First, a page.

An official report on the status of homosexuals in the Anglican Church outlines the case for greater tolerance, according to reports.
The appointment of Canon John threatened a split in the church
The document says Christians share fundamentals such as faith and baptism, rather than beliefs about sexual conduct or blameless personal behaviour, the Sunday Times says.
The Church told BBC News Online the leaked report did not contain any conclusions and was simply "a document providing information for discussion".
But opposing wings of the Church have been quick to comment, with liberals suggesting a compromise is possible and evangelicals demanding clarification that same sex relationships are "always wrong".
The leak follows weeks of fierce debate, prompted by the decision to make gay cleric Canon Jeffrey John the Bishop of Reading - a post he has since declined.
Church leaders had already called for a debate on homosexuality to be delayed until the report was officially published later this year, allowing time for reflection on the issue.
The working party responsible for the report, called Some Issues in Human Sexuality, was headed by Bishop of Oxford Richard Harries - who first nominated Dr John as a bishop.
The Bishop of Hereford says many Anglicans want an 'inclusive' Church
It reportedly says: "What makes us Christians is our common relationship with Christ, which is rooted in repentance, faith, baptism and the gift of the Holy Spirit, and not the correctness of our beliefs about matters of sexual conduct or the impeccability of our own behaviour."
It will also argue for "legitimate diversity" of beliefs, including those held on homosexuality, the Times reports.
But the BBC's Religious Affairs correspondent, Robert Pigott, says the plea for Anglicans to agree to differ may be hard to sell now that the row over Canon John has polarised opinion in the Church.
On Sunday the Bishop of Hereford, the Right Reverend John Oliver, told BBC One's Breakfast with Frost programme the report could provide the framework for setting out the Church's position on the issue.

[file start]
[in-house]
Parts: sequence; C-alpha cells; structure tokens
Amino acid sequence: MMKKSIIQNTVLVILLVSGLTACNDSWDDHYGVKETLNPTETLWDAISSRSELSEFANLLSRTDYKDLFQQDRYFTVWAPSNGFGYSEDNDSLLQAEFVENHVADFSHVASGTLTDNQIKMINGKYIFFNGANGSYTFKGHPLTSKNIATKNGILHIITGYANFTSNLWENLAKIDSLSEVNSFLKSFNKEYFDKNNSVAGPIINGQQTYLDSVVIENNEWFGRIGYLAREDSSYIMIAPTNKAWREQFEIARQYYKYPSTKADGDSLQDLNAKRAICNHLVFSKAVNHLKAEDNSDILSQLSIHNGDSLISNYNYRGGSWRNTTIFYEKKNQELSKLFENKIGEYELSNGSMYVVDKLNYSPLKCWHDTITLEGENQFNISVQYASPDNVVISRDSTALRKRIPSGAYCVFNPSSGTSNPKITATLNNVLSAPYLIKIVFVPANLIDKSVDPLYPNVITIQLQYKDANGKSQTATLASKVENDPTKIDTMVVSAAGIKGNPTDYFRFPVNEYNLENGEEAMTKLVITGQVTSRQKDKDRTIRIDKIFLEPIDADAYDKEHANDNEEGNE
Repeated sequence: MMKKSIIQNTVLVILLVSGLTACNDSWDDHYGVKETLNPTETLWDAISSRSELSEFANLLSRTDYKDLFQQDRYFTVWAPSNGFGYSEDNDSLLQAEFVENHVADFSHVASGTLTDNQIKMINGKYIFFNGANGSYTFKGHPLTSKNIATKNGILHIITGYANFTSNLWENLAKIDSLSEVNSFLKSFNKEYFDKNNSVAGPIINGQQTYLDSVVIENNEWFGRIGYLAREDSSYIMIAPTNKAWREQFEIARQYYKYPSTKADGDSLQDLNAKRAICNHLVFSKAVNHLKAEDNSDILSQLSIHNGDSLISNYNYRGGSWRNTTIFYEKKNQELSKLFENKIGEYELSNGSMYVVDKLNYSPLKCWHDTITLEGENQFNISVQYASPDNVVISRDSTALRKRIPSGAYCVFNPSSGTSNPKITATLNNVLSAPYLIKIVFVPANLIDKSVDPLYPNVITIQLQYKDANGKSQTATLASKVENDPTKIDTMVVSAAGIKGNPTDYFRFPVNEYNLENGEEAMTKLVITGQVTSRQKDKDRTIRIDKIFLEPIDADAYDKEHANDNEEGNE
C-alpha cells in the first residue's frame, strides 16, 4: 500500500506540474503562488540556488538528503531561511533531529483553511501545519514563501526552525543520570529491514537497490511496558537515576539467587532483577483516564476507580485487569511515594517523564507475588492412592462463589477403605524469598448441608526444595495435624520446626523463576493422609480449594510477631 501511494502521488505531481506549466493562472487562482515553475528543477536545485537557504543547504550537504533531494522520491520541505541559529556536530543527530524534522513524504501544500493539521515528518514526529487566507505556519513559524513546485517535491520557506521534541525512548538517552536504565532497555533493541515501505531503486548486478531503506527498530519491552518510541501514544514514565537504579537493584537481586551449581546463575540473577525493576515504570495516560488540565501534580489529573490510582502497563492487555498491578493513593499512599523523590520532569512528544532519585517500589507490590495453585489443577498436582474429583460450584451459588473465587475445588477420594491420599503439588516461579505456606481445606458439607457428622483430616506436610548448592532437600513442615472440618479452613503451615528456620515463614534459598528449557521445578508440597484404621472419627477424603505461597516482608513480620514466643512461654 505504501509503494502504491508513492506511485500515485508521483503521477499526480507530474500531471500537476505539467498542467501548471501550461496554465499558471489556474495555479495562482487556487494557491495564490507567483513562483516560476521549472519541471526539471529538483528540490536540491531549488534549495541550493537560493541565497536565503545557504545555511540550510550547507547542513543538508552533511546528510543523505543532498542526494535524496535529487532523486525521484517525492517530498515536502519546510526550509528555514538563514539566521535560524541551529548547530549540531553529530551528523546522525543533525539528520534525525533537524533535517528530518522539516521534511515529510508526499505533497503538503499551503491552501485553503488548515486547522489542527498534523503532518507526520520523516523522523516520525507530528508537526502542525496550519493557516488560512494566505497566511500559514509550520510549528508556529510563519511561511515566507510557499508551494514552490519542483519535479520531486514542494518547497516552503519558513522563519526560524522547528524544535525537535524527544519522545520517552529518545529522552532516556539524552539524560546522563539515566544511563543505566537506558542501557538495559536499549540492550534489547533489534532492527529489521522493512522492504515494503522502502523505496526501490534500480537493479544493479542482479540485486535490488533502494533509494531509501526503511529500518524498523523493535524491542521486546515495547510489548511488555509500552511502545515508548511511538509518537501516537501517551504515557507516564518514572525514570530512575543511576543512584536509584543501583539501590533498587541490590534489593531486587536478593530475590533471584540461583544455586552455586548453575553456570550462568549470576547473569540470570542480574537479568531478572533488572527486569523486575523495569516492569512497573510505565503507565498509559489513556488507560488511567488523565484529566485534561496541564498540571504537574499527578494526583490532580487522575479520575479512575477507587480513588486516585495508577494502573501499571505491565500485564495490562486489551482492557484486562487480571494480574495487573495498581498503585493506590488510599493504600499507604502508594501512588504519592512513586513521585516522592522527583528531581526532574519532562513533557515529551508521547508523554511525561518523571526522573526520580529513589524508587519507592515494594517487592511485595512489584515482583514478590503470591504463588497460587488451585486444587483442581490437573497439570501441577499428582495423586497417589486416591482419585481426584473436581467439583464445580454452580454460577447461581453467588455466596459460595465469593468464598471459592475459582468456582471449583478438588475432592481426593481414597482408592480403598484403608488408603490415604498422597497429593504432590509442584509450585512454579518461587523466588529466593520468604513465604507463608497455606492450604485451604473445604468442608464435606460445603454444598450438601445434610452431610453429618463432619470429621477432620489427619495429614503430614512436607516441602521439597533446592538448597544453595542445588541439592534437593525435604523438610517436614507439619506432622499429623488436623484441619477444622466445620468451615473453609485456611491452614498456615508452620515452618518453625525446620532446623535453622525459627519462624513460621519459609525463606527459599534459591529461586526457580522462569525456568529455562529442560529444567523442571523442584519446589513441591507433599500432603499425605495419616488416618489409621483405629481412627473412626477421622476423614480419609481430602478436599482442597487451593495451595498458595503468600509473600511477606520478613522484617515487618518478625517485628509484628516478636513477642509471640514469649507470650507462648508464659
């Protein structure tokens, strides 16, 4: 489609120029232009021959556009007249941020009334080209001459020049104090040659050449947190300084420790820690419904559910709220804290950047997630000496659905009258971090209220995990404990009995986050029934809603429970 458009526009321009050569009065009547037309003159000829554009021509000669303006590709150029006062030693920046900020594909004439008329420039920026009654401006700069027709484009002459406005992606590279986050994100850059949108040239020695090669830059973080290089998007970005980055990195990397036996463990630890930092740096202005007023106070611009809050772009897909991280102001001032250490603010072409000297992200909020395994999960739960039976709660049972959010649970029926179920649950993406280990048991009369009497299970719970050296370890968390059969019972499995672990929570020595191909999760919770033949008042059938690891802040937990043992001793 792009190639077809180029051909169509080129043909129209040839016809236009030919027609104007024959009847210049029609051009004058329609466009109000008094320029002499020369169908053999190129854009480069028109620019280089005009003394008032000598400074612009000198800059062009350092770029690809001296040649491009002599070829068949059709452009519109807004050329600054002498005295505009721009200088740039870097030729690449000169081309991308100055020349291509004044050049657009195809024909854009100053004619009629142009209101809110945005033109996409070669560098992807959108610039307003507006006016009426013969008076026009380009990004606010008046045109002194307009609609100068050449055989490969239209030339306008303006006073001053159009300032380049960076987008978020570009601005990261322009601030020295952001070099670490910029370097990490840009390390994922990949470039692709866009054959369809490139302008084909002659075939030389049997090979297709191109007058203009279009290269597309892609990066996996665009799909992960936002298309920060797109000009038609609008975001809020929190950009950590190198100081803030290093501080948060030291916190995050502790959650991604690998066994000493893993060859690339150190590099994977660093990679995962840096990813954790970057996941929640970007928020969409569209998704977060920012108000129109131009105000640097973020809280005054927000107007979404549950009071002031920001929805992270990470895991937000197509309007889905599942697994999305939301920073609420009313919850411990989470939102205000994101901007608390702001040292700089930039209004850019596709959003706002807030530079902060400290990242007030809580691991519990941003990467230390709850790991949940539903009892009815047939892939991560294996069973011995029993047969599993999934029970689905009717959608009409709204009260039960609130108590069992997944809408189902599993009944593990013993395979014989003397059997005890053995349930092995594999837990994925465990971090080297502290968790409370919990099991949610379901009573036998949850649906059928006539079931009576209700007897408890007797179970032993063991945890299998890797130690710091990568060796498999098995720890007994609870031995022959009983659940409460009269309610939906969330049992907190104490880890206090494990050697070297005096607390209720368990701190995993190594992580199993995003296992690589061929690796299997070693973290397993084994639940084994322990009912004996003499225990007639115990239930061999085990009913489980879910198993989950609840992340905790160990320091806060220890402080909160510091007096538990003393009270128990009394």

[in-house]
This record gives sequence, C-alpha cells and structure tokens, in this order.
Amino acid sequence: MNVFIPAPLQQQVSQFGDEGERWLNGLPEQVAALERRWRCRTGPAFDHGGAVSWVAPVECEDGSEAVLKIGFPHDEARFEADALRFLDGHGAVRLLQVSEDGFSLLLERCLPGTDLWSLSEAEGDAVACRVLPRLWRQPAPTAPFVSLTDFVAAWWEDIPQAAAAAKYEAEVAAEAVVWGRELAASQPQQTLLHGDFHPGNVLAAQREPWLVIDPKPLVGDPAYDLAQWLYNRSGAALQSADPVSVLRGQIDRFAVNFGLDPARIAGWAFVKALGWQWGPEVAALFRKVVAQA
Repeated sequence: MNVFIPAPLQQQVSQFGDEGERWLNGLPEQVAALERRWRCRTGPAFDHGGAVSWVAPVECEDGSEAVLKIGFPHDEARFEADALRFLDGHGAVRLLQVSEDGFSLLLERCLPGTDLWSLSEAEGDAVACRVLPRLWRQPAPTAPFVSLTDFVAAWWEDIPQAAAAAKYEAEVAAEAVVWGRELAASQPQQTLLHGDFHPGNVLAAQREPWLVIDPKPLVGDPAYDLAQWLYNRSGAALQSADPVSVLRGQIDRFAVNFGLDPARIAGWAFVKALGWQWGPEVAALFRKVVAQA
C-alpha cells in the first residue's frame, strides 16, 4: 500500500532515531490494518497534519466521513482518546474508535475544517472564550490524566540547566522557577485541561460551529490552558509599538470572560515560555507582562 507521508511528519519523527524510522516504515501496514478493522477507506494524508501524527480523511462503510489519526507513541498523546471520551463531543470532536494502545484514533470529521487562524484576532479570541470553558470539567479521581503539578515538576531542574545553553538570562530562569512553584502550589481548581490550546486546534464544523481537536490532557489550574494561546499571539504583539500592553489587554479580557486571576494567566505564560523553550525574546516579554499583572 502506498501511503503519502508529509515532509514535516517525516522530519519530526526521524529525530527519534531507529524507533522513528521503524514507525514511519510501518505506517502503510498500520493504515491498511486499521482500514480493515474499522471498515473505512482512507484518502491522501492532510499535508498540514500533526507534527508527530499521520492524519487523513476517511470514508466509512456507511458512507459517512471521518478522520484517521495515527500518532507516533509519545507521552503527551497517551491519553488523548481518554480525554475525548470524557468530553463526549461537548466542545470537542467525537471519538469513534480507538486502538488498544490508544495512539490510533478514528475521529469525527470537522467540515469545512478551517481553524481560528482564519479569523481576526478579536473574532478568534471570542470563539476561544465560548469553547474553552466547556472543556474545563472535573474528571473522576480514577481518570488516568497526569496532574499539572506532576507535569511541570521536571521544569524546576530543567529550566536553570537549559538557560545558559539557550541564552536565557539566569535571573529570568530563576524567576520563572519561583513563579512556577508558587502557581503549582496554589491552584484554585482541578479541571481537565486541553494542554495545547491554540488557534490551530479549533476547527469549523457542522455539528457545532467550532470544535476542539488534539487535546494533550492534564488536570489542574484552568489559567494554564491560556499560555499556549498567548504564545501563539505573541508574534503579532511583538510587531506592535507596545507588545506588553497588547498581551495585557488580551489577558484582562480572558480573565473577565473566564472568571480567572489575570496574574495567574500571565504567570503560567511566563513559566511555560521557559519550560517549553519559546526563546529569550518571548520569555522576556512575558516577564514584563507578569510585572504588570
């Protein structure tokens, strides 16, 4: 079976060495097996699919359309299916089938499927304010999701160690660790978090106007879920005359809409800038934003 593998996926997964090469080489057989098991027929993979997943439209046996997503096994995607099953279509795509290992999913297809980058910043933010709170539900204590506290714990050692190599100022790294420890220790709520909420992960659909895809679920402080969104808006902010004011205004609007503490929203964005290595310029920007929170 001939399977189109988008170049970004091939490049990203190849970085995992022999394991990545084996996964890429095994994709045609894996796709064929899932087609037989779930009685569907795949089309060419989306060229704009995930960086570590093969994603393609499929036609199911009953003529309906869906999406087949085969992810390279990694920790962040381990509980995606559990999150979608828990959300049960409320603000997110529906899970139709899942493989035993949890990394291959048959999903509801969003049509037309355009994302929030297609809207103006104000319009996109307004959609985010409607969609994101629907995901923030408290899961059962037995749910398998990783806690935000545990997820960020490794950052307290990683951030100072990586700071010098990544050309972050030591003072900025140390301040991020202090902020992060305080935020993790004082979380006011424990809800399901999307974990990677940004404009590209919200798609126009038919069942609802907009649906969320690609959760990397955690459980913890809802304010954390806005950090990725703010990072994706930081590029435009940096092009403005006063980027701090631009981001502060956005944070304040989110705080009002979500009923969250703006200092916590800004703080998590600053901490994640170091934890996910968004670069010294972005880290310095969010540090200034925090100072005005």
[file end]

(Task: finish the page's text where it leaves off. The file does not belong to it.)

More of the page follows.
Suggesting that a compromise was possible, he said: "It's a bit like the way in which Christians have lived with deeply divided views over pacifism and war. We managed to live together, though we interpret scripture in different ways."
He said there were "very many people who long to see a generous, inclusive Church".
Evangelical members of the Church were less enthusiastic about the calls for compromise and the possibility that opposing views on homosexuality could live side-by-side.
The Church Society's George Curry said: "You can't have a clergymen as a bishop, as a leader, who has never repented of their immoral lifestyle and who will be teaching that such an immoral lifestyle is acceptable."
He added: "The Bible tells us that just as adultery is always wrong, so same sex relationships are always wrong."
On Saturday a meeting by the General Synod, the Church's governing body, was interrupted on Saturday by gay rights campaigner Peter Tatchell.
Mr Tatchell accused Dr Williams, of "betraying his own principles" and told the synod he had "bowed to pressure from theological homophobes".
Richard Thomas, director of communications for the Oxford Diocese, told Mr Tatchell: "I can tell you now that he (Jeffrey John) would not approve of what you are doing and he would want you to withdraw."